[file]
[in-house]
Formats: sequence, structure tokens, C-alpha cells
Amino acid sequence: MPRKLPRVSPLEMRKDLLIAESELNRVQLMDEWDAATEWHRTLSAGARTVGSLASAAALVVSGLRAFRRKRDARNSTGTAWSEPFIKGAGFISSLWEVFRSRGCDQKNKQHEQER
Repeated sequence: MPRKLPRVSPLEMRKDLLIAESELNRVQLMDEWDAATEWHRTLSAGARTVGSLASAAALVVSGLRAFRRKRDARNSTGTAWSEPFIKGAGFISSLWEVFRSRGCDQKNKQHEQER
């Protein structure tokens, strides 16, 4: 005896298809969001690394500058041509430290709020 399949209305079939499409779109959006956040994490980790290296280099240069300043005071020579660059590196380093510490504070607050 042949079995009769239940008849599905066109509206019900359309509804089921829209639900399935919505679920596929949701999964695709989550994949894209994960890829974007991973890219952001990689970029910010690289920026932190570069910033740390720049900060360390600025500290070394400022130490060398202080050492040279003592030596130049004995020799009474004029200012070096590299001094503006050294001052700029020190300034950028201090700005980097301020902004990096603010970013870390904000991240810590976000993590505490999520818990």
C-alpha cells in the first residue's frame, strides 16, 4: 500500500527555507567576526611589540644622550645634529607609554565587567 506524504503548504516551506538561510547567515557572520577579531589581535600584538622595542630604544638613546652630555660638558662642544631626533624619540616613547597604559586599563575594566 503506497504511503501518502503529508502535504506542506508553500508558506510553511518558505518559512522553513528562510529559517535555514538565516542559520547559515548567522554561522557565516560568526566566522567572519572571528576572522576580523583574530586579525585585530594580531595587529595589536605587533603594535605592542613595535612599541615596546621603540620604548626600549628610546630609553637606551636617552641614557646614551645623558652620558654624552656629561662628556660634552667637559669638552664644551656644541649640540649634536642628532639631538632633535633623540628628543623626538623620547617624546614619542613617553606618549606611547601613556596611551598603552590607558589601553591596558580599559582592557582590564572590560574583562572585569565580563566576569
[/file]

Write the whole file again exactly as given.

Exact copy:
[in-house]
Formats: sequence, structure tokens, C-alpha cells
Amino acid sequence: MPRKLPRVSPLEMRKDLLIAESELNRVQLMDEWDAATEWHRTLSAGARTVGSLASAAALVVSGLRAFRRKRDARNSTGTAWSEPFIKGAGFISSLWEVFRSRGCDQKNKQHEQER
Repeated sequence: MPRKLPRVSPLEMRKDLLIAESELNRVQLMDEWDAATEWHRTLSAGARTVGSLASAAALVVSGLRAFRRKRDARNSTGTAWSEPFIKGAGFISSLWEVFRSRGCDQKNKQHEQER
């Protein structure tokens, strides 16, 4: 005896298809969001690394500058041509430290709020 399949209305079939499409779109959006956040994490980790290296280099240069300043005071020579660059590196380093510490504070607050 042949079995009769239940008849599905066109509206019900359309509804089921829209639900399935919505679920596929949701999964695709989550994949894209994960890829974007991973890219952001990689970029910010690289920026932190570069910033740390720049900060360390600025500290070394400022130490060398202080050492040279003592030596130049004995020799009474004029200012070096590299001094503006050294001052700029020190300034950028201090700005980097301020902004990096603010970013870390904000991240810590976000993590505490999520818990």
C-alpha cells in the first residue's frame, strides 16, 4: 500500500527555507567576526611589540644622550645634529607609554565587567 506524504503548504516551506538561510547567515557572520577579531589581535600584538622595542630604544638613546652630555660638558662642544631626533624619540616613547597604559586599563575594566 503506497504511503501518502503529508502535504506542506508553500508558506510553511518558505518559512522553513528562510529559517535555514538565516542559520547559515548567522554561522557565516560568526566566522567572519572571528576572522576580523583574530586579525585585530594580531595587529595589536605587533603594535605592542613595535612599541615596546621603540620604548626600549628610546630609553637606551636617552641614557646614551645623558652620558654624552656629561662628556660634552667637559669638552664644551656644541649640540649634536642628532639631538632633535633623540628628543623626538623620547617624546614619542613617553606618549606611547601613556596611551598603552590607558589601553591596558580599559582592557582590564572590560574583562572585569565580563566576569